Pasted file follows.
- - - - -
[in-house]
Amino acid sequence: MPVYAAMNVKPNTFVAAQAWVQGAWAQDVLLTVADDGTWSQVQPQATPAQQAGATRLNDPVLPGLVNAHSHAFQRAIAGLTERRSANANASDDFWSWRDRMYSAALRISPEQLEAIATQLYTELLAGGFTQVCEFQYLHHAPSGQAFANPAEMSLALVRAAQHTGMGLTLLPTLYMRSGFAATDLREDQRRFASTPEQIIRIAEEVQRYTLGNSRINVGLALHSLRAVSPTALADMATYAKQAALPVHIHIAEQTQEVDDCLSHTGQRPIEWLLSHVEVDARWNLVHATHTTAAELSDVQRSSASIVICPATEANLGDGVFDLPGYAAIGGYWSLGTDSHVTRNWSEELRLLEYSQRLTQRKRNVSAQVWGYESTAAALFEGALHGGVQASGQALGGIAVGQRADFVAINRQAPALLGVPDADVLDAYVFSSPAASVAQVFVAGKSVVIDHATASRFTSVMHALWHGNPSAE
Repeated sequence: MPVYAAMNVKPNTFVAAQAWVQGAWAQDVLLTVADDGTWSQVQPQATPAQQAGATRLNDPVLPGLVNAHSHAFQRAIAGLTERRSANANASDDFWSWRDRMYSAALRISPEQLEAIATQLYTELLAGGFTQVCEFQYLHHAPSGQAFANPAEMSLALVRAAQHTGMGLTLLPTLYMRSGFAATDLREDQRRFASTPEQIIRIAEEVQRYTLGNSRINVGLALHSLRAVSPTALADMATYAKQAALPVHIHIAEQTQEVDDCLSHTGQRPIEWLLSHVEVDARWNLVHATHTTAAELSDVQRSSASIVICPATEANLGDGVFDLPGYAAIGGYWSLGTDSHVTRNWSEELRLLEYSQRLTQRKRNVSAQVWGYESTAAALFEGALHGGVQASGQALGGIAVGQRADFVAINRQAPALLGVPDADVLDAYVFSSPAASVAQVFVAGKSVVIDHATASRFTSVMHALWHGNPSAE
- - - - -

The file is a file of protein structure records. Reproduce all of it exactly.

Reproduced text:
[in-house]
Amino acid sequence: MPVYAAMNVKPNTFVAAQAWVQGAWAQDVLLTVADDGTWSQVQPQATPAQQAGATRLNDPVLPGLVNAHSHAFQRAIAGLTERRSANANASDDFWSWRDRMYSAALRISPEQLEAIATQLYTELLAGGFTQVCEFQYLHHAPSGQAFANPAEMSLALVRAAQHTGMGLTLLPTLYMRSGFAATDLREDQRRFASTPEQIIRIAEEVQRYTLGNSRINVGLALHSLRAVSPTALADMATYAKQAALPVHIHIAEQTQEVDDCLSHTGQRPIEWLLSHVEVDARWNLVHATHTTAAELSDVQRSSASIVICPATEANLGDGVFDLPGYAAIGGYWSLGTDSHVTRNWSEELRLLEYSQRLTQRKRNVSAQVWGYESTAAALFEGALHGGVQASGQALGGIAVGQRADFVAINRQAPALLGVPDADVLDAYVFSSPAASVAQVFVAGKSVVIDHATASRFTSVMHALWHGNPSAE
Repeated sequence: MPVYAAMNVKPNTFVAAQAWVQGAWAQDVLLTVADDGTWSQVQPQATPAQQAGATRLNDPVLPGLVNAHSHAFQRAIAGLTERRSANANASDDFWSWRDRMYSAALRISPEQLEAIATQLYTELLAGGFTQVCEFQYLHHAPSGQAFANPAEMSLALVRAAQHTGMGLTLLPTLYMRSGFAATDLREDQRRFASTPEQIIRIAEEVQRYTLGNSRINVGLALHSLRAVSPTALADMATYAKQAALPVHIHIAEQTQEVDDCLSHTGQRPIEWLLSHVEVDARWNLVHATHTTAAELSDVQRSSASIVICPATEANLGDGVFDLPGYAAIGGYWSLGTDSHVTRNWSEELRLLEYSQRLTQRKRNVSAQVWGYESTAAALFEGALHGGVQASGQALGGIAVGQRADFVAINRQAPALLGVPDADVLDAYVFSSPAASVAQVFVAGKSVVIDHATASRFTSVMHALWHGNPSAE